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Entries in Mad Men (91)

Friday
Jun142019

Emmy FYC: Christina Hendricks in "The Romanoffs"

Team Experience is sharing FYCs as the Television Academy votes on Emmy nominations over the next two weeks. Here's Mark Brinkerhoff.

The general consensus, if we even can have one in these divisive times, seems to be that Matthew Weiner’s The Romanoffs is an ignoble failure. As his immediate follow-up to Mad Men, the seminal, peak-TV series that gave him pretty much carte blanche to do whatever he wanted to creatively, The Romanoffs arrived last fall on a wave of buzz and eager anticipation. With a star-studded, international cast and intriguing, globe-trotting storyline (made possible by Amazon’s $70 million investment), what would Weiner & Co. ultimately deliver? The answer: Zzzs. (I sort of checked out mid-way through the second to last episode, as a matter of fact.) 

Nevertheless, within this eight-part limited series (which surely was meant to continue?) are elements that succeed better than they ought to quite frankly. Indeed, the parts are greater than their sum, and one in particular stood out to me immediately/in retrospect: Christina Hendricks... 

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Friday
Oct192018

The Romanoffs 1.1 "The Violet Hour" 

By Spencer Coile 

I vividly remember watching Mad Men for the first time during my junior year of college, struck by the way Matthew Weiner crafted a series that was cinematic and rich in detail, dialogue, and characters. Since its finale in 2015, I’ve been searching for a series that struck the same chord with me. Enter: The Romanoffs, the new Amazon Prime series from Matthew Weiner. Its premiere was a long time coming, with news, expansive cast announcements, and speculation circulating for years. Would Weiner capture lightning in a bottle again?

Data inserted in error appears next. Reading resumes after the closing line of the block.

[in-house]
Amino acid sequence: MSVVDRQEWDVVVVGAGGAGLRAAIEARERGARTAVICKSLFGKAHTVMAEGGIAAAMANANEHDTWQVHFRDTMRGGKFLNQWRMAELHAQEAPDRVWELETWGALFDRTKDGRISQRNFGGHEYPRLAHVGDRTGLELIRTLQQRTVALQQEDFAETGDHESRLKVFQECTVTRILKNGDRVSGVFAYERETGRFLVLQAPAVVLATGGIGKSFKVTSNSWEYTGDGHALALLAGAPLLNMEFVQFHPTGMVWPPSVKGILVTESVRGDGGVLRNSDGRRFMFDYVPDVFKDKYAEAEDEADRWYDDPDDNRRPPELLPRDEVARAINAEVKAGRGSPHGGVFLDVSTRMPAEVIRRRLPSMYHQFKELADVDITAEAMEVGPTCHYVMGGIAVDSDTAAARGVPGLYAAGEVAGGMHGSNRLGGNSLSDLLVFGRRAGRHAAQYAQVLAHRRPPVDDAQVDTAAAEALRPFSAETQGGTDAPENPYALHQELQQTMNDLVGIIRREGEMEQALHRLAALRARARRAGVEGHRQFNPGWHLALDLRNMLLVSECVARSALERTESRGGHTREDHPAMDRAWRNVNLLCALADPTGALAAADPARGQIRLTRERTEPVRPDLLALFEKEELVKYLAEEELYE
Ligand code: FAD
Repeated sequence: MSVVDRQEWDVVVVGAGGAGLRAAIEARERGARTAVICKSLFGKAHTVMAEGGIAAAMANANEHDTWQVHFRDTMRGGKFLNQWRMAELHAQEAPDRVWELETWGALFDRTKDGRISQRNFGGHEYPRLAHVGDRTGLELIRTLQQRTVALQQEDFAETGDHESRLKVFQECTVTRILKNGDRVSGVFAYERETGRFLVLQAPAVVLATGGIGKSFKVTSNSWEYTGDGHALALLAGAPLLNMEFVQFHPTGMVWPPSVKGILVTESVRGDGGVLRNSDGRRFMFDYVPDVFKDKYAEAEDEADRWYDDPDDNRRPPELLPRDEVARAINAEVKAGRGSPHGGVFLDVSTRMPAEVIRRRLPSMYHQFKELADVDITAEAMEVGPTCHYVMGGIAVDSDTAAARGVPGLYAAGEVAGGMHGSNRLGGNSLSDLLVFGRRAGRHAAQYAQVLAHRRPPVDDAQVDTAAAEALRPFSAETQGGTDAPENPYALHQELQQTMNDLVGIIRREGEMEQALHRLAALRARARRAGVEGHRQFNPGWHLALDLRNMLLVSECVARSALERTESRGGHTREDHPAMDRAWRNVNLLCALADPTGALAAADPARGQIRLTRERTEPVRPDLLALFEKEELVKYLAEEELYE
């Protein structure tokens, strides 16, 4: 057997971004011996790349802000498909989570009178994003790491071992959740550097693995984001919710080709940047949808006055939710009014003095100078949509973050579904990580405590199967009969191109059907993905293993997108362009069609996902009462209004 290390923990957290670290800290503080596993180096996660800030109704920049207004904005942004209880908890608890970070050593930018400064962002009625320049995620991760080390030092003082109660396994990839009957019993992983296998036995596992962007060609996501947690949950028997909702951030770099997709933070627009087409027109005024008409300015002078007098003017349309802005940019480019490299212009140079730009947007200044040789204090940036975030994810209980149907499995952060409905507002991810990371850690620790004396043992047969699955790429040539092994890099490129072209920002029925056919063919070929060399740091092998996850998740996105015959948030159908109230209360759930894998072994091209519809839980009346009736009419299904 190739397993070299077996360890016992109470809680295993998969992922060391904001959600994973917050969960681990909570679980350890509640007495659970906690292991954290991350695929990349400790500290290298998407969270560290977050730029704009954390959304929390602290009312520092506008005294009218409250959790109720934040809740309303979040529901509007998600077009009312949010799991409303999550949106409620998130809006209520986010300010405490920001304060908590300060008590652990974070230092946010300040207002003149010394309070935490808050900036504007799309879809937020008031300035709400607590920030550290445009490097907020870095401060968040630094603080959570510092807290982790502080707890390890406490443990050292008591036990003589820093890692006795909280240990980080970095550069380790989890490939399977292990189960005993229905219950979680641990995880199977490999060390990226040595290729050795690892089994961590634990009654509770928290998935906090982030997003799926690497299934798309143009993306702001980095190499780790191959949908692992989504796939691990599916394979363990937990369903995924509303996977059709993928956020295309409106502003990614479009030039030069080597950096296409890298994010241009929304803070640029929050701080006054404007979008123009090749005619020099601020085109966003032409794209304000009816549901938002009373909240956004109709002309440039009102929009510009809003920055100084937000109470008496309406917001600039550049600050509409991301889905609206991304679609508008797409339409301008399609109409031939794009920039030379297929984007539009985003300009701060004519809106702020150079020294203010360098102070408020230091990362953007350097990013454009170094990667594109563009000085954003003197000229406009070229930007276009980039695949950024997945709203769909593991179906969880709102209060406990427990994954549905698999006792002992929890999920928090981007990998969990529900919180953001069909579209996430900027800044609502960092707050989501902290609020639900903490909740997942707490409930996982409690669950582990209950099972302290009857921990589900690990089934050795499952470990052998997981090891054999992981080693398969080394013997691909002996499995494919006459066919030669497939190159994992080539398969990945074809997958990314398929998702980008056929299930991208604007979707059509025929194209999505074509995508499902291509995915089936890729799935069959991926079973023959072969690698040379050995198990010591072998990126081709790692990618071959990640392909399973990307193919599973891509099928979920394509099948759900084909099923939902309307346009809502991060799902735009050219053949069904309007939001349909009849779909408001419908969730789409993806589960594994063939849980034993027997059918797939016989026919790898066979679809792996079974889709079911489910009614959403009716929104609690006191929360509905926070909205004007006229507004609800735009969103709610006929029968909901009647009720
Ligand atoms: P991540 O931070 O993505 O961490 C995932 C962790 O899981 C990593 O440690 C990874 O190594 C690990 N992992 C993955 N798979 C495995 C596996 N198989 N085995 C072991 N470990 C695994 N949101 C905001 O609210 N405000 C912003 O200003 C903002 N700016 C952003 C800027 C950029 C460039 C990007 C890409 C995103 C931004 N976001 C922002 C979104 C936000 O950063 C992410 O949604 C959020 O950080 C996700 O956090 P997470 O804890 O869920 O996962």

As it turns out, The Romanoffs is an anthology series, where each episode presents a new story about people who believe themselves to be descendants of the slaughtered Romanov family. Based off the first two episodes, it’ll be a globe-trotting series, bouncing across countries, and continents...

In its pilot episode, “The Violet Hour,” we are introduced to Greg (Aaron Eckhart), an American living in Paris who also takes care of his snobby elderly aunt, Anushka (Marthe Keller). Anushka takes great pride in her lineage, announcing herself to be a direct heir to the Romanovs. Her lavish Parisian apartment reflects her wealth and status, to the chagrin of Greg’s girlfriend Sophie, (Louise Bourgoin), who is waiting for the fateful day that Greg will inherit it...

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Thursday
Jul202017

Joan Harris Appreciation 

By Spencer Coile 

Whether she is slinging a cigarette around the office or barking orders at her fellow secretaries, Mad Men's Joan Holloway (later to become Joan Harris) is a character unlike any other portrayed on television in the 21st century. Caught up in issues of gender inequality in the workplace, a dead-end marriage, and an affair with her boss, Christina Hendricks managed to infuse this tough-as-nails supporting character on one of AMC's finest with enough nuance and grit to make her as memorable as its leading players, Jon Hamm and Elisabeth Moss.

And while each deserves celebration and posts of their very own, there is something so magical, so intriguing about Joan, that further attention must be paid...

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Wednesday
Jul192017

Happy 10th Anniversary to Mad Men

by Nathaniel R

Joss Whedon's Buffy the Vampire Slayer is the only series I've ever watched twice all the way through. I know I will eventually follow suit with my other favorite series of all time: Matthew Weiner's Mad Men. But the time is not yet. I still miss it terribly, especially on Sunday nights. The very first episode, "Smoke Gets In Your Eyes" premiered on this day 10 years ago... 

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Wednesday
May182016

Henry & Eleanor, Frank & Bram, and The Breakfast Club

On this day in movie related history... 

1152 King Henry II marries Eleanor of Aquitaine. Their romance is later fictionalized in the ever popular play/movie The Lion in Winter which we've written about several times

1897 Frank Capra is born in Italy. He'll immigrate to the US at five years old and become one of the most famous film directors of all time.  Across the ocean in London a public reading of Bram Stoker's new novel "Dracula, or, The Un-dead" is staged. Frank Capra never makes a movie influenced by Dracula but everyone else does.

Meredith Wilson writing music1902 There's trouble right here in River City Mason City when Meredith Wilson is born. He'll later write The Music Man but not before accruing Oscar nominations for film scoring (The Little Foxes, The Great Dictator)